Observance of “Black Day” on August 10, 2017

National Council of Churches in India -Dalit and Tribal/Adivasi Concerns along with many member churches, theological institutions and various organisations proactively participated in the observance of ‘Black Day’ on 10th August 2017. The infamous Presidential  Order that was signed on 10th August 1950 by the then President of India stated, “No person who professes a  religion other than Hinduism shall be deemed to be a member of the scheduled caste.” This Order was later amended to include Sikhs (1956) and Buddhists (1990) in the Scheduled Caste fold. It is ironical that the Government is turning deaf ears even when twelve state Governments along with union territories and political parties have endorsed the proposal to delete  paragraph-3 of the Presidential Order 1950 in order to ensure equality and justice for Dalit Christians and Dalit Muslims in India.

Therefore on 10th August 2017, people protested against the continual negligence of the government to the cry for the rights of Dalit Christians and Dalit Muslims in the country. At different places protest rallies, meetings, demonstrations, candle vigils, special prayers, submission of  memorandums and other appropriate programmes were organised to express solidarity with the oppressed Christians and Muslims of Scheduled Caste origin.

Observance of  Black Day at Bishop’s College, Kolkata

“Dalit Muslims and Dalit Christians are citizens of India! ” was one of the slogans heard on  A.J.C. Bose Road in front of Bishop’s College, Kolkata. Black Day was observed by the theological students and faculty of  Bishop’s College, Kolkata, in keeping with its tradition and conviction of being a voice for the voiceless. Rev. Dr. Sunil Caleb (Principal of the college) briefed  the community about the significance of the observance of  Black Day. He categorically emphasized the church’s participation in the struggles of the Dalits. He provided a historical overview of the infamous Presidential Order of 1950 that excludes Christian and Muslim Dalits from the Scheduled Castes list.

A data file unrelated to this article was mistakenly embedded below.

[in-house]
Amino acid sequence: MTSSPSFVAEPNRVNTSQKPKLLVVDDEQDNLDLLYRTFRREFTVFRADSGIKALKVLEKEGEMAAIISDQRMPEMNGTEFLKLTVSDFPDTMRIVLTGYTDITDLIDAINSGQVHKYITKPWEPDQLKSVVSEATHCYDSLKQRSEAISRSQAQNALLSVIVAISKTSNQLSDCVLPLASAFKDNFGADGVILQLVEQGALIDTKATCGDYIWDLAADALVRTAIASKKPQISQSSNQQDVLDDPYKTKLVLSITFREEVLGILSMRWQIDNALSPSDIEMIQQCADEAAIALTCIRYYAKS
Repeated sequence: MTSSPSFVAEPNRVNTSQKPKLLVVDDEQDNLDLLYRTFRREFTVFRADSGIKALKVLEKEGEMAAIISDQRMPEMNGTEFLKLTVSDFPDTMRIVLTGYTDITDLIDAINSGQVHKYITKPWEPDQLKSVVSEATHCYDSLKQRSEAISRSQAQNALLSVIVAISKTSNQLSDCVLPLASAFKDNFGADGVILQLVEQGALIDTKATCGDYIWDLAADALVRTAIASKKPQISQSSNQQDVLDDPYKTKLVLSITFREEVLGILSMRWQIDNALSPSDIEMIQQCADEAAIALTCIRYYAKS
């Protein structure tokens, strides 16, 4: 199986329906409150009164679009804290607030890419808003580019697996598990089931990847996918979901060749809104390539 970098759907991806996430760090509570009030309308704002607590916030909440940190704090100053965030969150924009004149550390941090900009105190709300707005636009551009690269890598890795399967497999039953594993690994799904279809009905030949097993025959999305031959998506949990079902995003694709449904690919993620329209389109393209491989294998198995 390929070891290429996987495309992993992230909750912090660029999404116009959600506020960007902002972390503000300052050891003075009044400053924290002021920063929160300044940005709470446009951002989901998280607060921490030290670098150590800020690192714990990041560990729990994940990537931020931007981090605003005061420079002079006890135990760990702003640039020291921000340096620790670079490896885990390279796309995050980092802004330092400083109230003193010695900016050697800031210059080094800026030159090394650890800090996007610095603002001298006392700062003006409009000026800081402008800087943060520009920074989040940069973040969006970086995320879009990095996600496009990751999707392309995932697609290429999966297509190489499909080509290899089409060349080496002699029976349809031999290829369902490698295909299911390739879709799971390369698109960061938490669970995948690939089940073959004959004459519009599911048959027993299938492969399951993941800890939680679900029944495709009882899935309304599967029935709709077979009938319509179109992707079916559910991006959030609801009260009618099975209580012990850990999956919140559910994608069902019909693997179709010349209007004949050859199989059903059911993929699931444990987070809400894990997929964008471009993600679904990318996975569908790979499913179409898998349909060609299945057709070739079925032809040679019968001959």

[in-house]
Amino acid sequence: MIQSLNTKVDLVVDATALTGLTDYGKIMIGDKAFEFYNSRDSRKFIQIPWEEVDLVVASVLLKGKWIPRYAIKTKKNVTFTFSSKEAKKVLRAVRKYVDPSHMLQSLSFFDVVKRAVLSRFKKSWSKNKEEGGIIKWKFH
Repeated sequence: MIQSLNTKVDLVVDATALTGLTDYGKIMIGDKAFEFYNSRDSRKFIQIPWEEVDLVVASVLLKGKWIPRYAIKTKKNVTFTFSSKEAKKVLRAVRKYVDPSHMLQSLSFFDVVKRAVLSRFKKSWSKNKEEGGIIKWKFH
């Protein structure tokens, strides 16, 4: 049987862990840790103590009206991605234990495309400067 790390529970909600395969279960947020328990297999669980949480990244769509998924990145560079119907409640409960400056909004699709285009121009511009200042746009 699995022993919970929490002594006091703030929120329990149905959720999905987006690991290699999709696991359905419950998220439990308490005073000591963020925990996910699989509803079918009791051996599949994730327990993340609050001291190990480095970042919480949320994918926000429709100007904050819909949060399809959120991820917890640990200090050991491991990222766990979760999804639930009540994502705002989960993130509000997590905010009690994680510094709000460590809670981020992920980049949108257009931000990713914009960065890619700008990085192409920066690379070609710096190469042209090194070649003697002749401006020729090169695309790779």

Observance of “Black Day” at Mennonite Brethren Centenary Bible College, Hyderabad

In solidarity with the Muslim and Christian Dalit community, August 10, 2017 was observed as  “BLACK DAY” by the Mennonite Brethren Centenary Bible College community.  A brief sketch of initiatives taken up by the NCCI and the black day movements was shared by Dr. Machhungi Hrangthan. The MBCBC Principal Rev. Dr. I.P. Asheervadam, Rev. Dr. Prabhakar Dayam, and Rev. John Basy Paul talked about Dalit history and experiences, and the urgent need to push harder on the matter to bring justice for the oppressed. They gave a  call to revoke article 341 (1), paragraph 3 of the Constitution of India, which denies Scheduled Caste status to Dalit Christians and Dalit Muslims.”

Observance of “Black Day” at Jantar Mantar, New Delhi

National Council of Churches in India – Delhi Office and the Catholic Bishops’ Conference of India- Office for SC/BC jointly observed Black Day on August 10, 2017 at Jantar Mantar, New Delhi to express solidarity with the socially oppressed and poor Dalit groups who suffer from the discriminating policy of the government. Some 200 hundred people wore black badges, sat with placards, joined in street plays and said prayers as they protested the 67-year-old government policy that denied social welfare benefits to Dalit Christians and Dalit Muslims and demanded SC status for Dalit Christians and Dalit Muslims.